“Miguel Cabrera is the guy I always kept an eye on, the way he is, the kind of player he is,’’ Barreto said.

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New-look Bassitt could be ready to pay big dividends

Chris Bassitt is hoping his altered delivery is the ticket to a spot in the A's rotation in 2016.

Chris Bassitt is hoping his altered delivery is the ticket to a spot in the A’s rotation in 2016.

Chris Bassitt spent much of 2015 wonder why he was getting hit harder than he’d like.

Toward the end of the season he learned he was tipping his pitches, and he turned to the club’s ace, Sonny Gray, for help. Gray doesn’t tip his pitches, never has, and while Gray is actually younger than Bassitt by about eight months, he’s got the Major League pitching credentials that Bassitt, like many others, doesn’t have.

So Bassitt spent the off-season with Gray as his throwing partner. On Sunday he showed a new side to himself. Instead of setting up on the mound facing the plate, he faced third base. That way there’s less for the batter to see during his windup, a style championed by Gray. With that working, Bassitt looked good in his first Cactus League game of the spring. He threw two scoreless innings with a walk and a hit allowed. Four of his six outs came on ground balls.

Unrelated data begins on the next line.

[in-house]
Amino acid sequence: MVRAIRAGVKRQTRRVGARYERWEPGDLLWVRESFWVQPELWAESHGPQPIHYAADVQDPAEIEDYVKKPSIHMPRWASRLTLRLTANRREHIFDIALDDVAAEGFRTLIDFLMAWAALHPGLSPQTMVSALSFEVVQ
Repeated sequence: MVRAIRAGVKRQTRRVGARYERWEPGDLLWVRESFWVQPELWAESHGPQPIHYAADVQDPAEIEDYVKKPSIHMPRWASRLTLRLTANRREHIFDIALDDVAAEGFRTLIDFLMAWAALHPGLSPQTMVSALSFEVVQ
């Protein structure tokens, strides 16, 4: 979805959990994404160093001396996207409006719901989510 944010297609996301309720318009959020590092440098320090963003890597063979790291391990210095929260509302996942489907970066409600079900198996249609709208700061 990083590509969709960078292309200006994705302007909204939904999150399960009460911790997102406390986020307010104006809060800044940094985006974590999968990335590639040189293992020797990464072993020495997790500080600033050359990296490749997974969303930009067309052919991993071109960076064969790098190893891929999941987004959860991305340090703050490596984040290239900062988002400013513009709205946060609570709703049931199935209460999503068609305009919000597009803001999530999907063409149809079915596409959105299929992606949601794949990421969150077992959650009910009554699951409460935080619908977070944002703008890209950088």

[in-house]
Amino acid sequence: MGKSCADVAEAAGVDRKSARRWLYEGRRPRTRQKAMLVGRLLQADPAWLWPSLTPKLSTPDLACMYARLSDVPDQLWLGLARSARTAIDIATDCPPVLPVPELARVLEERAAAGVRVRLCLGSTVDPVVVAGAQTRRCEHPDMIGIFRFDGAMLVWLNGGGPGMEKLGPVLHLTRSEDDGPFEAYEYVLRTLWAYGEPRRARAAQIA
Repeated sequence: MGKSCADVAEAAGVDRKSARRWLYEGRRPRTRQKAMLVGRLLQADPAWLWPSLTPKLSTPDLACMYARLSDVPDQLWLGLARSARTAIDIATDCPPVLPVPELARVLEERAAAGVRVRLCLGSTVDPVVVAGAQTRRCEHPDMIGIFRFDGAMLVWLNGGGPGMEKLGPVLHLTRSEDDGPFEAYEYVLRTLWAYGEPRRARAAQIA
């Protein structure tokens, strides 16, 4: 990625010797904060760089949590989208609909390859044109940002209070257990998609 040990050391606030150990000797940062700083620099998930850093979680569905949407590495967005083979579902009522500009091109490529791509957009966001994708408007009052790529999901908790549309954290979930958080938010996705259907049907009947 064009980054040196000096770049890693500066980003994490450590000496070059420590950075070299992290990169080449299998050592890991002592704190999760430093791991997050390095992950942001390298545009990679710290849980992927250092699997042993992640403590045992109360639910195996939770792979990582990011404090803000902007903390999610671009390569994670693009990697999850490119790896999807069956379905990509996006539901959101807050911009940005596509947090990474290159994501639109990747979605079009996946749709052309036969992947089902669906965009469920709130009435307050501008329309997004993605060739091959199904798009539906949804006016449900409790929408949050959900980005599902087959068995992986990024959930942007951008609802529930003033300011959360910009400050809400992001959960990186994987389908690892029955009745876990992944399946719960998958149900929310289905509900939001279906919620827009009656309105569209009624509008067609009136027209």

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Beane likes the possibilities in A’s position player prospects

Matt Olson is part of one of the most promising classes of A's position players in more than a decade.

Matt Olson is part of one of the most promising classes of A’s position players in more than a decade.

After a long drive down from the Bay Area Saturday, Billy Beane dropped by the A’s workout Sunday at Fitch Park and looked every bit like someone who liked what he was seeing.

Asked about the group of young position player prospects who may well be on the cusp of breaking through in Oakland – third baseman Matt Olson, shortstop Franklin Barreto, first baseman Matt Chapman, first baseman Rangel Ravelo, second baseman Joey Wendel and third baseman/first baseman Renato Nunez – a broad smile ensued.

Manager Bob Melvin had talked Saturday about that group, saying it was the best he’d seen since he’d joined the organization mid-2011.

Beane, who is closing in on two decades at the help of the A’s, first as general manager and now as executive vice president, was able to pinpoint a comparable group.